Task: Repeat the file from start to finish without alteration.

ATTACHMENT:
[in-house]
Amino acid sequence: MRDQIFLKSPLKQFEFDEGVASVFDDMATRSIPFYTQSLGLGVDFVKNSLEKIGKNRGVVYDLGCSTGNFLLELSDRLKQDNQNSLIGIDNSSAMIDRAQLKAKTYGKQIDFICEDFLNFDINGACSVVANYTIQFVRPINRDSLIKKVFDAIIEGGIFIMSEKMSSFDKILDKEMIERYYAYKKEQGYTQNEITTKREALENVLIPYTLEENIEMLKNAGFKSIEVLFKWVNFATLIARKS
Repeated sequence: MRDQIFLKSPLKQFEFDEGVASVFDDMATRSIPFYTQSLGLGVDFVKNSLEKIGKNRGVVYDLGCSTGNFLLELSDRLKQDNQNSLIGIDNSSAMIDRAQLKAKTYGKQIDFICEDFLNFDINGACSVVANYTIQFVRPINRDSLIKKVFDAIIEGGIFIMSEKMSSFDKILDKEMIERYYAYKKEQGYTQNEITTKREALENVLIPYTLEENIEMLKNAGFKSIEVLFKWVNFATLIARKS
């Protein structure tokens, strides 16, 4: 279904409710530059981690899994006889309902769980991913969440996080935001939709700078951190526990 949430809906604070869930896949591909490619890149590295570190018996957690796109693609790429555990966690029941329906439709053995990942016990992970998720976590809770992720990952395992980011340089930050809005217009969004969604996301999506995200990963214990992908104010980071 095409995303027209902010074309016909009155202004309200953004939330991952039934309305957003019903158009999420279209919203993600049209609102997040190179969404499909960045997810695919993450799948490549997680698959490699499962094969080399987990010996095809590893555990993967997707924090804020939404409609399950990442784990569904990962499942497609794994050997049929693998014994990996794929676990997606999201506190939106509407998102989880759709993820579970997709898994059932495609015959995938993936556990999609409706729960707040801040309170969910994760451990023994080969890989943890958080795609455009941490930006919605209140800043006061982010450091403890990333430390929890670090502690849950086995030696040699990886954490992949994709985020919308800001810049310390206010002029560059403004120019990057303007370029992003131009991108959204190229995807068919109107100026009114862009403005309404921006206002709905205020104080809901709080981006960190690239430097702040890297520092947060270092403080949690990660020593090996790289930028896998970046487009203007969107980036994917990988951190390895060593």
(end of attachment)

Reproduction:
[in-house]
Amino acid sequence: MRDQIFLKSPLKQFEFDEGVASVFDDMATRSIPFYTQSLGLGVDFVKNSLEKIGKNRGVVYDLGCSTGNFLLELSDRLKQDNQNSLIGIDNSSAMIDRAQLKAKTYGKQIDFICEDFLNFDINGACSVVANYTIQFVRPINRDSLIKKVFDAIIEGGIFIMSEKMSSFDKILDKEMIERYYAYKKEQGYTQNEITTKREALENVLIPYTLEENIEMLKNAGFKSIEVLFKWVNFATLIARKS
Repeated sequence: MRDQIFLKSPLKQFEFDEGVASVFDDMATRSIPFYTQSLGLGVDFVKNSLEKIGKNRGVVYDLGCSTGNFLLELSDRLKQDNQNSLIGIDNSSAMIDRAQLKAKTYGKQIDFICEDFLNFDINGACSVVANYTIQFVRPINRDSLIKKVFDAIIEGGIFIMSEKMSSFDKILDKEMIERYYAYKKEQGYTQNEITTKREALENVLIPYTLEENIEMLKNAGFKSIEVLFKWVNFATLIARKS
């Protein structure tokens, strides 16, 4: 279904409710530059981690899994006889309902769980991913969440996080935001939709700078951190526990 949430809906604070869930896949591909490619890149590295570190018996957690796109693609790429555990966690029941329906439709053995990942016990992970998720976590809770992720990952395992980011340089930050809005217009969004969604996301999506995200990963214990992908104010980071 095409995303027209902010074309016909009155202004309200953004939330991952039934309305957003019903158009999420279209919203993600049209609102997040190179969404499909960045997810695919993450799948490549997680698959490699499962094969080399987990010996095809590893555990993967997707924090804020939404409609399950990442784990569904990962499942497609794994050997049929693998014994990996794929676990997606999201506190939106509407998102989880759709993820579970997709898994059932495609015959995938993936556990999609409706729960707040801040309170969910994760451990023994080969890989943890958080795609455009941490930006919605209140800043006061982010450091403890990333430390929890670090502690849950086995030696040699990886954490992949994709985020919308800001810049310390206010002029560059403004120019990057303007370029992003131009991108959204190229995807068919109107100026009114862009403005309404921006206002709905205020104080809901709080981006960190690239430097702040890297520092947060270092403080949690990660020593090996790289930028896998970046487009203007969107980036994917990988951190390895060593």